If you want the results of your research to be taken up by industry you need to follow through on the faults you have found to find out what real world consequences they have had; find enough dead and maimed people and perhaps something will happen, better yet find somebody of influence who is loosing money because of these faults.

  6. I think giving the tools to students for doing class projects (e.g., improve them in some way) is one option.

  7. When we (PLT at Rice) started to develop static debugging tools [*] in the early 90s, I faced a similar dilemma though not the same. Our target language was Scheme and our tools were based on some form of type inference. Soft Scheme [Andrew Wright] was the first reasonably complete tool that we could use on full-fledged Chez Scheme programs. It uncovered two distinct problems: (1) we weren’t really able to port this to other Scheme implementations easily (and this may be easier in the C world) and (2) it was unbelievably difficult to use the system. I may have been the only real programmer who used it on an almost daily basis for a year and a bit.

    For the next project, I set the goal of solving the second problem. I wanted second or third year undergraduates at Rice to be able to use the tool. My expectation was that pushing the project to that level would teach us something and would help get the idea spread into other IDEs. The first part happened, but the pay off was much lower than expected (one or two additional publication). The key insight we took away was that the average programmer (as say represented by a near-graduate of a decent undergraduate CS program) needs a LOT MORE automation than static debuggers provided. The second part never happened. To this day, DrRacket [formerly DrScheme] appears to be the only IDE that can value flow graphs on top of a program to explain a bug. Why this is, I don’t know. Everyone — from simple undergrads to highly experienced research colleagues — loved this feature. I thought it would take off.

    Eventually we tried to reuse the tool and extend it to cope with modules. At that point, we ran into yet another problem — we needed a different way of analyzing programs. Even though the tool had experienced some bit rot, the real obstacle was that the next tool needed a different architecture.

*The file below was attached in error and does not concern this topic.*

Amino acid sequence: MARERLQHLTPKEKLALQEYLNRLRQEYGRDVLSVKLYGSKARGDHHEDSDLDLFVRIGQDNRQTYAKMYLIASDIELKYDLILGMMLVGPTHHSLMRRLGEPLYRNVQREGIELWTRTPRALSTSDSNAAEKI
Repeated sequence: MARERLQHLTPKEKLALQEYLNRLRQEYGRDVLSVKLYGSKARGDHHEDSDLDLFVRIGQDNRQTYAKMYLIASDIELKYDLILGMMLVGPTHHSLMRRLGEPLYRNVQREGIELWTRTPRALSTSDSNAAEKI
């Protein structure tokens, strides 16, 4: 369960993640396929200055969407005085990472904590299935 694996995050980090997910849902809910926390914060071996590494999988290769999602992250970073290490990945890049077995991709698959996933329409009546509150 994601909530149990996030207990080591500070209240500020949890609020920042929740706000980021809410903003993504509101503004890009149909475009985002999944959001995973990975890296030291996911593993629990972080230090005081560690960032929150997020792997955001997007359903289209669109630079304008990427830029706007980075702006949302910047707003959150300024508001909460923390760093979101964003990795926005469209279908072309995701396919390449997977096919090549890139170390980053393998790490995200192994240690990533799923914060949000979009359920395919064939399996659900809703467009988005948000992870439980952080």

To this day I am hoping for a fourth solution. Someone gets an NSF infrastructure grant and builds a framework into which others plug in their bug-finding analyses. The infrastructure provides a slick API and may even come with a test bed of “debuggable” benchmarks. People who want to publish a bug-finding paper must develop their tool sufficiently well to plug it in and to report on user experiences outside their group. That should at least become the standard. If they can’t, they need to write a three-page justification.

    If the tool takes off, someone should get an NSF industry collaboration grant. Tool software industry would pay for getting their hands on ideas from this group, early not when the paper has been polished and published. Indeed, good software houses may end up advertising their version of the tool by the time the paper appears. And it it really all goes well, this enterprise becomes self-sustaining.

    Just some experiences and thoughts.

  8. I would go even further than Serge and say this issue is one of the core tensions in most research fields. Software engineering tools is an area where the effort required to get a new idea implemented and widely used is _low_ enough that it’s frustrating when it doesn’t happen. Having said that, based on my experience working at a company that develops bug finding tools of the Coverity sort, it takes a huge amount of effort to maintain such tools. Programming languages and environments are moving targets, no tools actually 100% adhere to standards, and every user has their own quirky hacks they’ve added. In order to be useful, tools have to deal with all this crap. This grungy maintenance stuff is way too much work for any individual researcher to take on. I think researchers who care about direct practical impact should band together around tools like the Clang Static Analyzer, and consider contributing to the maintenance of such tools part of their job. One could even go so far as to penalize authors that reinvent wheels instead of using popular frameworks (when the idea in question fits in an existing framework, obviously).

  9. The problem you identify is pervasive across all computer science / EE research areas. A vanishingly small fraction of research papers get incorporated into products, for all the reasons you outline. Your list of options is good, but incomplete.

    – Establish a deep collaboration with a company who builds a relevant product and who might be interested in your help getting your ideas productized. Unless you are very fortunate, the benefit here is the satisfaction (and credibility) of seeing your ideas impacting the real world, not extra $$$ or pubs. Assuming you do not sign over some form of exclusivity, this does not interfere (or advance) your goal of open sourcing the output of publicly funded research.

    – Similar to the above, a graduating student who goes to work for the right company is a great form of technology transfer. Of course,this option is not (or should not) be totally under your control.